In the United States, cigarette smoking kills more than 480,000 people each year; it is the leading cause of preventable disease and death in the nation. This is truly mind-boggling when the negative consequences resulting from extended cigarette use are known and well studied. I’d say it is a fair assumption, that everyone in the Unites States is aware of the health complications posed by extended cigarette use, for many the complications, such as lung cancer and emphysema, hit a little too close to home. It is hard to find an American who doesn’t know at least one person who smokes or used to smoke.
While cigarette smoking is a common addiction and leading cause of death in the United States, another deadly addiction is sweeping across other parts of the world. In Southeast Asia, as many as 600 million people chew areca (or betel) nuts; the common preparation, referred to as a quid, is prepared by mixing sliced areca nuts, slaked lime, spices, sometimes tobacco, and wrapping it all in leaves from the betel vine. It is so common in some nations, such as Taiwan due
to the feeling of euphoria it induces; it is referred to as the nations “chewing gum”. Its side effects are detrimental; it is causing oral cancer in users up to 20 years after the user’s last chew. The lime that is added is particularly horrible, it causes tons of abrasions on the inside of the mouth, which then allows all of the cancer causing chemicals in the mixture to harm the users. Use of this concoction also causes their saliva and teeth to turn a bright red; so much so that sidewalks are said to be permanently stained red from people spitting the “quid juices”.
This addiction isn’t limited to adults, although most common amongst working class men, women and children also chew the quid (which makes the habit even more alarming). What is worse is the people are unaware that the high rates of oral cancer are linked to the addiction. It is said to be, one of the most popular mind-altering substances in the world, alongside nicotine, alcohol and caffeine.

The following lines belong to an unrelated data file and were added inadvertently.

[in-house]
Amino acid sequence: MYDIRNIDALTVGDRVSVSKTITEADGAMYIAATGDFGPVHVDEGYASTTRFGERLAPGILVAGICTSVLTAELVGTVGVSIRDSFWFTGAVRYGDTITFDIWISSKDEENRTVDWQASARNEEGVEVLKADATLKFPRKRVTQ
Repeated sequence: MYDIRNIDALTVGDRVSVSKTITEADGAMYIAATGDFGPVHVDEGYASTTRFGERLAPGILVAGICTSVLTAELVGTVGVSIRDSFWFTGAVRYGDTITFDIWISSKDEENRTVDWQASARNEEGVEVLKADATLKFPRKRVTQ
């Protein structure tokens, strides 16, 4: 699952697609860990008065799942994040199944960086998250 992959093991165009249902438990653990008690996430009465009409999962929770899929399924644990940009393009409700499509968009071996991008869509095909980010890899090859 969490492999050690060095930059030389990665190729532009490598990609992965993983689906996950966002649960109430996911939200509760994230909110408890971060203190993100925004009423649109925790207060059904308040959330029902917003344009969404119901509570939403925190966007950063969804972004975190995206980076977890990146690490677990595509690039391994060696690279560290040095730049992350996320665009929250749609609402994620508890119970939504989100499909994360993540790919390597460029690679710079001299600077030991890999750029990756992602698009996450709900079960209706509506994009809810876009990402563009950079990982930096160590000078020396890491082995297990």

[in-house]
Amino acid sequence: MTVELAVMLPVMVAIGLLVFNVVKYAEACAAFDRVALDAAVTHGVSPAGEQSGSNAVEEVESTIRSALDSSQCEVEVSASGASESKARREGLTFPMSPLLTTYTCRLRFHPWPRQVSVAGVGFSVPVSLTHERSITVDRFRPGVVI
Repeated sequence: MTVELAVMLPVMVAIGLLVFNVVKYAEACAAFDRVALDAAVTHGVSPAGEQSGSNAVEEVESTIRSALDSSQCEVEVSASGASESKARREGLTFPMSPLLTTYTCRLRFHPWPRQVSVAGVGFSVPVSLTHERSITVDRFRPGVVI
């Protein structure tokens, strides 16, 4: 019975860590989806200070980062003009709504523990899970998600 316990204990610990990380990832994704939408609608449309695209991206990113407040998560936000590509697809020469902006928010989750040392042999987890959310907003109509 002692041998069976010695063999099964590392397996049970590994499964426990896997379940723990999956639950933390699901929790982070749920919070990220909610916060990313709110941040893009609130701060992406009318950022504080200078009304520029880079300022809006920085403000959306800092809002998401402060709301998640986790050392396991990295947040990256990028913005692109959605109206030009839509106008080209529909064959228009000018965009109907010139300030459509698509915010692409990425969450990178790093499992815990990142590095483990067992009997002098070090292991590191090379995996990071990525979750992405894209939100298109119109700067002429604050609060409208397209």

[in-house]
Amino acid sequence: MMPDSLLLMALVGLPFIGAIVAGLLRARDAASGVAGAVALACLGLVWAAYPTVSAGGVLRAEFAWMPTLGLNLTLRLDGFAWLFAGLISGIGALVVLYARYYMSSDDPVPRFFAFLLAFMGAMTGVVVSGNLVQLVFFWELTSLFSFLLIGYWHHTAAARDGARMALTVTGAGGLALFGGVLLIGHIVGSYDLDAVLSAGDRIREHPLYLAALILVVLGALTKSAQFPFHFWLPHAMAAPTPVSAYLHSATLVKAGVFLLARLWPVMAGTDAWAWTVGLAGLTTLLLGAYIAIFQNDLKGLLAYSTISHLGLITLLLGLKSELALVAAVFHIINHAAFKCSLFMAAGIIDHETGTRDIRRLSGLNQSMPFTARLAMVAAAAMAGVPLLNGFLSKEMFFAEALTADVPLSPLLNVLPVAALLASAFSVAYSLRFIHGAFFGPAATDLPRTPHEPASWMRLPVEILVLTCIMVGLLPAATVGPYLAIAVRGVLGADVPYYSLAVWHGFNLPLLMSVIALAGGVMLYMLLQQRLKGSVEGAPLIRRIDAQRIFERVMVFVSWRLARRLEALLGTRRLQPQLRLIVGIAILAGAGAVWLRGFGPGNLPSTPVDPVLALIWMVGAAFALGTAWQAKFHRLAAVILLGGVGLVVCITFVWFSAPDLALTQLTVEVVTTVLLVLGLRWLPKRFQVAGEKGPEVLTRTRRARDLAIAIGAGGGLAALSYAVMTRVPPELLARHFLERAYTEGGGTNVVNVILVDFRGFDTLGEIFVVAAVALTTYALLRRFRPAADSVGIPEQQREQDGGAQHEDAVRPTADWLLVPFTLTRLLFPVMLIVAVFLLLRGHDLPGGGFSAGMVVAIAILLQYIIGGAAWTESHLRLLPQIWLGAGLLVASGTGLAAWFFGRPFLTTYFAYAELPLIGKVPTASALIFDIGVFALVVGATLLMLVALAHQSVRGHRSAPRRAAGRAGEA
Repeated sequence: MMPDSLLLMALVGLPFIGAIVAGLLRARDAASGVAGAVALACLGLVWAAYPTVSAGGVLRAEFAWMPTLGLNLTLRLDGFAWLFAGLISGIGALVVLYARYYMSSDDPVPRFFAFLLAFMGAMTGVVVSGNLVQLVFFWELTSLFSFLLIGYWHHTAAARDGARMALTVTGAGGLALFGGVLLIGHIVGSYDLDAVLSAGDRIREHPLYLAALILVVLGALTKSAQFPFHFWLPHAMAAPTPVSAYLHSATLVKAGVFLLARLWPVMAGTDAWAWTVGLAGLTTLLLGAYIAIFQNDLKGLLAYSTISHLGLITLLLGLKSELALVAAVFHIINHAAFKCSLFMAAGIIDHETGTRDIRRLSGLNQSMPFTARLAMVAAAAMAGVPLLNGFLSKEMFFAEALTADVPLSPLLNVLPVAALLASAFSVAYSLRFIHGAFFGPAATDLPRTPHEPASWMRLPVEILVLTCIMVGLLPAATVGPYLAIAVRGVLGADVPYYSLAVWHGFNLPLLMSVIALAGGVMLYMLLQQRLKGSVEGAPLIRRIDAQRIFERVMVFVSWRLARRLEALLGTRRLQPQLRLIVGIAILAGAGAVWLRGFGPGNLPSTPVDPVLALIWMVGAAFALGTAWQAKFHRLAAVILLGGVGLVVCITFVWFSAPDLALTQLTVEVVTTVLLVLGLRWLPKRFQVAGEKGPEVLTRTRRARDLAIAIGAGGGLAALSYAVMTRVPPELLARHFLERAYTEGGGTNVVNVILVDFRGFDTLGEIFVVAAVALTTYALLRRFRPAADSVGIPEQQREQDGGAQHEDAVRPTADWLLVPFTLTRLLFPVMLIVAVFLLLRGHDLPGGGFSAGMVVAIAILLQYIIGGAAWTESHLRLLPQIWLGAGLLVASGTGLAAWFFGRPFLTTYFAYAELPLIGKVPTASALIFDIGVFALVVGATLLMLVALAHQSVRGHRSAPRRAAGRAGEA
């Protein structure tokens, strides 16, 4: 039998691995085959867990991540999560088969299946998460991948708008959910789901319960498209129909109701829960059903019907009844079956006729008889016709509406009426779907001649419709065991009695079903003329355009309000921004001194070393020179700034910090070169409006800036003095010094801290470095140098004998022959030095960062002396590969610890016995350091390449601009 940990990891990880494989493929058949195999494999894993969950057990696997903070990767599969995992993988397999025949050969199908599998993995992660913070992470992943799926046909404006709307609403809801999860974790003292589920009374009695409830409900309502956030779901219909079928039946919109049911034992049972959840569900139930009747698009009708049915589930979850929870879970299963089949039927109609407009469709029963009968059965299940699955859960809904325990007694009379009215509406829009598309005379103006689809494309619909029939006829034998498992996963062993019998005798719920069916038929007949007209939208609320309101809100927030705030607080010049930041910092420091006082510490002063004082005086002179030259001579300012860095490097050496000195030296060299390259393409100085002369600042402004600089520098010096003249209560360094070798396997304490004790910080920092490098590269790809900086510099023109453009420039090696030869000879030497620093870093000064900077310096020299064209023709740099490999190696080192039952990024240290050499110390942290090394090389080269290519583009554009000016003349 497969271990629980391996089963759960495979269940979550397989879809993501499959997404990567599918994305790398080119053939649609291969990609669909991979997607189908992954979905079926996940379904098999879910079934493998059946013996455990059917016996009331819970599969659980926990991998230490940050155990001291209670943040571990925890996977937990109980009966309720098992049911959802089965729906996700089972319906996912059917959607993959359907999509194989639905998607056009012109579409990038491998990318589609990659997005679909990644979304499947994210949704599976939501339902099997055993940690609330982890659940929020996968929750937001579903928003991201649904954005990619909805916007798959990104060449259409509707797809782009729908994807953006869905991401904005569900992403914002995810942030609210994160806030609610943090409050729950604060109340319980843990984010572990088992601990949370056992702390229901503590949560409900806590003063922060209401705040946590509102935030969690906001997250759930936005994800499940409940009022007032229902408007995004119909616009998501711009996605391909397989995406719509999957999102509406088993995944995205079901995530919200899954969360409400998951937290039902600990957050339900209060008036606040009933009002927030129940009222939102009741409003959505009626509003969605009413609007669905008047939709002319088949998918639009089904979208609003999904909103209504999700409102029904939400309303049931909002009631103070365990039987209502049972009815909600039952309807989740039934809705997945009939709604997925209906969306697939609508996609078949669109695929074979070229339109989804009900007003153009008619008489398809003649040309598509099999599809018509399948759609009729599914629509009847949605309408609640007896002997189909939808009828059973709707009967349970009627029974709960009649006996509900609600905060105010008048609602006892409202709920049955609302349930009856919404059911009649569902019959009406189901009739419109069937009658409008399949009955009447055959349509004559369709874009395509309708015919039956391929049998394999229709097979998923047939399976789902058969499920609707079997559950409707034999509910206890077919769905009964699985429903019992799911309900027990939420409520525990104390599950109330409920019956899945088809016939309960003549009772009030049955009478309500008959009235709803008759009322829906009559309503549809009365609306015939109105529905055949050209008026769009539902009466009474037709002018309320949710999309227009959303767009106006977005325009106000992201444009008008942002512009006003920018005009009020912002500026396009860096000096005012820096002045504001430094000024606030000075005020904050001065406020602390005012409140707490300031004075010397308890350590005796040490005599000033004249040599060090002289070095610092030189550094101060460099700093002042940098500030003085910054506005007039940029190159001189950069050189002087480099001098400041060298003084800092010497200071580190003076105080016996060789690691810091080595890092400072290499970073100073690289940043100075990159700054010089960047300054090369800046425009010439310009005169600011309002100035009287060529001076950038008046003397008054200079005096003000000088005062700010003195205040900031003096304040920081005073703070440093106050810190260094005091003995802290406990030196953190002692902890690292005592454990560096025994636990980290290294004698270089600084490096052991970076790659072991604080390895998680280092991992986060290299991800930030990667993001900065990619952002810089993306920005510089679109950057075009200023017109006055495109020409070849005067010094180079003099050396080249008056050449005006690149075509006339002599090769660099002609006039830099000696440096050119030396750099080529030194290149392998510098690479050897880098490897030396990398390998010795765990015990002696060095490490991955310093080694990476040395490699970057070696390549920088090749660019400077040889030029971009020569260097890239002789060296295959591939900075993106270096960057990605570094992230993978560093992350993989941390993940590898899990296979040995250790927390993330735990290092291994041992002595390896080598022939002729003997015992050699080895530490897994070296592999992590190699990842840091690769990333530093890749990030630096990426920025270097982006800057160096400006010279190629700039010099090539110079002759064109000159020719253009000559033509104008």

Both quid chewing and cigarettes are exposing millions to known carcinogens. It is imperative the people of South Asia be educated about the negative health consequences of the popular substance use.
So what is being done to help the millions of people using cigarettes or chewing quid to curb these two addictions? Surprisingly, the research is being done on the two substances simultaneously.
|Arecoline's chemical structure: can it curb the deadly addictions?|
A recent study notes that researchers have found new insight to a possible new drug that could help both smokers and quid chewers quit their deadly habits. There are some drugs currently on the market to help smokers quit, but many of them come with negative side effects. One example is Vareceline, the negative effects happen because the drug targets multiple types of nicotine receptors, not just those involved in the addiction. Papke and Horenstein of the University of Florida have found a possible alternative: arecoline. It is one of the psychoactive alkaloids in the areca nut. It stimulates the same receptors responsible for nicotine addiction, but doesn’t stimulate the receptors associated with the side effects of other drugs. The arecoline analogs that they have synthesized (hey look, a practical use for organic chemistry!) may be able to treat these addictions without side effects. Let’s hope they get the funding they need and get it on the market as soon as possible because these two addictions are killing a staggering number of people each year.
Posted by Jenna Lansbury (B)